Networking and Hardware Blog

Disaster-Recovery Study Points to Trends in the Cloud, Virtualization, and Testing

Symantec-Data-StorageI recently spoke with Symantec's Dan Lamorena, director of storage and availability management, on the event of his company's sixth annual Symantec Disaster Recovery Study. Lamorena has worked on the study for five of those six years. The results of this year's study demonstrate the growing challenge of managing disparate virtual, physical, and cloud resources because of added complexity for organizations protecting and recovering mission critical applications and data. In addition, the study shows that virtual systems still aren't properly protected. Lamorena pointed to three key areas to pay particular attention to in the findings: virtualization/cloud, the "downtime recovery gap," and the impact of disaster-recovery testing.



The study highlights that nearly half—44 percent—of data on virtual systems isn't regularly backed up, and only one in five respondents use replication and failover technologies to protect virtual environments. Respondents also indicated that 60 percent of virtualized servers aren't covered in their current disaster-recovery (DR) plans. This is up significantly from the 45 percent reported by respondents in last year's study.

Respondents state that 82 percent of backups occur only weekly or less frequently, rather than daily. Resource constraints, lack of storage capacity, and incomplete adoption of advanced and more efficient protection methods hamper rapid deployment of virtual environments. In particular:

  • 59 percent of respondents identified resource constraints (people, budget, and space) as the top challenge when backing up virtual machines.
  • Respondents state that the lack of available primary (57 percent) and backup storage (60 percent) hampers protecting mission critical data.
  • 50 percent of respondents use advanced methods (clientless) to reduce the impact of virtual machine backups.

In terms of cloud computing, respondents reported that their organization runs approximately 50 percent of mission-critical applications in the cloud. Two-thirds of respondents (66 percent) report that security is the main concern of putting applications in the cloud. However, the biggest challenge respondents face when implementing cloud computing and storage is the ability to control failovers and make resources highly available (55 percent).


The Downtime and Recovery Gap

The study showed that the time required to recover from an outage is twice as long as respondents perceive it to be. When asked if a significant disaster were to occur at their organization that destroyed the main data center, respondents indicated that they expected the downtime per outage to be two hours to be up and running after an outage. (This is an improvement from 2009, when they reported it would take four hours to be up and running after an outage.) The median downtime per outage in the last 12 months was five hours, more than doubling the two-hour expectation. Organizations experienced on average four downtime incidents in the past 12 months.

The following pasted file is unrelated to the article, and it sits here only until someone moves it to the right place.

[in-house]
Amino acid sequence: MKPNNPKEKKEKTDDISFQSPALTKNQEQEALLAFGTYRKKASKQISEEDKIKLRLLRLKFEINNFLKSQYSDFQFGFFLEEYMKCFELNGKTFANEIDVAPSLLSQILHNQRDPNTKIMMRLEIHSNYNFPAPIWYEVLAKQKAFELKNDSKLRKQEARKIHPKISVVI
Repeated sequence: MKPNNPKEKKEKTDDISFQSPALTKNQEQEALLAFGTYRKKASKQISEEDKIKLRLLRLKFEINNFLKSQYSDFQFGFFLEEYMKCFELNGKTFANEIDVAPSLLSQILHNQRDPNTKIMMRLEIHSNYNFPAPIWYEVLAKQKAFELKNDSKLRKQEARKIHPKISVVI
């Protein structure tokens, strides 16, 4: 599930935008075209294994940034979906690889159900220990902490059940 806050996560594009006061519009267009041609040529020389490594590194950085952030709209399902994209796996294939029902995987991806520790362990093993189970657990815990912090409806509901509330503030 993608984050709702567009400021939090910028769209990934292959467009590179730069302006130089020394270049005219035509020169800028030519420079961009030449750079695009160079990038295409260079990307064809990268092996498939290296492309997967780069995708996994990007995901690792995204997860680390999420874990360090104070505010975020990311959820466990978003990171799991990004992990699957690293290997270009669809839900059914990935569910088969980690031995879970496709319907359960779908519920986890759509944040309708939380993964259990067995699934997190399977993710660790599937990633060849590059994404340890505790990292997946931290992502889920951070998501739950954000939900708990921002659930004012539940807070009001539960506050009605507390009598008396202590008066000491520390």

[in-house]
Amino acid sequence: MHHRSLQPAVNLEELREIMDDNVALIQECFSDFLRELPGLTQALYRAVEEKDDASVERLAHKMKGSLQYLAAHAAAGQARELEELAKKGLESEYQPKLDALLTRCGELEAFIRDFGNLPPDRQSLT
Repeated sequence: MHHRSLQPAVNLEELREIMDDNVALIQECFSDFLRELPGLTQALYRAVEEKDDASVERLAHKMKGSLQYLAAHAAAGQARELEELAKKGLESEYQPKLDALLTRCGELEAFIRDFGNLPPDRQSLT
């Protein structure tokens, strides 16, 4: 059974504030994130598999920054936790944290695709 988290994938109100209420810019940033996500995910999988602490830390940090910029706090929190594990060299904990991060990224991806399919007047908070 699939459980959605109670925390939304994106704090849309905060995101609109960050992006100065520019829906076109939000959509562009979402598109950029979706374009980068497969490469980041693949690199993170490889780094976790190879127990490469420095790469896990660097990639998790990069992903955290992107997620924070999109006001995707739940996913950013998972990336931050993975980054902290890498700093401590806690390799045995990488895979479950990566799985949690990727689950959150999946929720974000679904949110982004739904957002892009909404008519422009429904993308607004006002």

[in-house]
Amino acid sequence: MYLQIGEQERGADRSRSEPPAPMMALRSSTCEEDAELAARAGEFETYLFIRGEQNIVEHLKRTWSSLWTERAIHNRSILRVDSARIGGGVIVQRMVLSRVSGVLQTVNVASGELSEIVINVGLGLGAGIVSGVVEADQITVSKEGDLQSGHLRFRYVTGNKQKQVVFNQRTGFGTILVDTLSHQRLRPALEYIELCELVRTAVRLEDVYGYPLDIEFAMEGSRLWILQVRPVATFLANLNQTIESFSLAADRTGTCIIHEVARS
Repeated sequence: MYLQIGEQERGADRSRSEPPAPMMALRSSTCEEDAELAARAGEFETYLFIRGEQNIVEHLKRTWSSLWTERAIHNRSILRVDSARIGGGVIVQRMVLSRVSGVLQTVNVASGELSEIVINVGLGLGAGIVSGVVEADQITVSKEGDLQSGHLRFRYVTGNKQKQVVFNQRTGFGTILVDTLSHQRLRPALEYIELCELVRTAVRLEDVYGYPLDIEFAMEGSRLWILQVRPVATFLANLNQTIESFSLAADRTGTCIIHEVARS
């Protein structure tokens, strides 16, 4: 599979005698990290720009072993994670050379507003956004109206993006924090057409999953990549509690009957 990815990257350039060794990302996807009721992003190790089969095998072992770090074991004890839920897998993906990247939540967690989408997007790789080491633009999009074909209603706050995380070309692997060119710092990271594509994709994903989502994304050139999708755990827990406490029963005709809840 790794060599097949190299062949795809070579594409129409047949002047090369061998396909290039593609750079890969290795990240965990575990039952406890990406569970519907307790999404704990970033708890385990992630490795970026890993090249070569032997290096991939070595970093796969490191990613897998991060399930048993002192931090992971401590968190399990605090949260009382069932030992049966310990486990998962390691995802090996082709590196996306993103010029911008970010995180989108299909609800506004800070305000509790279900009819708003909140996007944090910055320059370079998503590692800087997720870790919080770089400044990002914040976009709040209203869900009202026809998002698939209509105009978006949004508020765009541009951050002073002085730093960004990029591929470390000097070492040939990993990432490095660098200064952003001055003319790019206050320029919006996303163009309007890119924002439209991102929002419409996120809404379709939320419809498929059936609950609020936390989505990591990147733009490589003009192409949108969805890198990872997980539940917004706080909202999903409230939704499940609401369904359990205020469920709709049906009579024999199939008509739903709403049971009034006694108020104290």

When asked what caused their organization to experience downtime over the past five years, respondents reported their outages were mainly from system upgrades, power outages and failures, and cyber attacks.


Disaster-Recovery Testing

The study also showed a gap between those organizations that experience power outages and failures and those who have conducted an impact assessment for power outages and failures: Surprisingly, only 26 percent of respondents’ organizations have conducted a power outage and failure impact assessment.

“While organizations are adopting new technologies to reduce costs, they are adding more complexity to their environment and leaving mission critical applications and data unprotected,” said Lamorena. “While we expect to see further consolidation in the industry of these tools, data center managers should simplify and standardize so they can focus on fundamental best practices that help reduce downtime.”



  • Treat all environments the same—Ensure that mission-critical data and applications are treated the same across environments (virtual, cloud, physical) in terms of DR assessments and planning.
  • Use integrated tool sets—Using fewer tools that manage physical, virtual, and cloud environments will help organizations save time and training costs, and help them to better automate processes.
  • Simplify data protection processes—Embrace low-impact backup methods and deduplication to ensure that mission-critical data in virtual environments is backed up, efficiently replicated off campus.
  • Plan and automate to minimize downtime—Prioritize planning activities and tools that automate and perform processes which minimize downtime during system upgrades.
  • Identify issues earlier—Implement solutions that detect issues, reduce downtime, and recover faster to be more in line with expectations.
  • Don’t cut corners—Organizations should implement basic technologies and processes that protect in case of an outage, and not take shortcuts that could have disastrous consequences.
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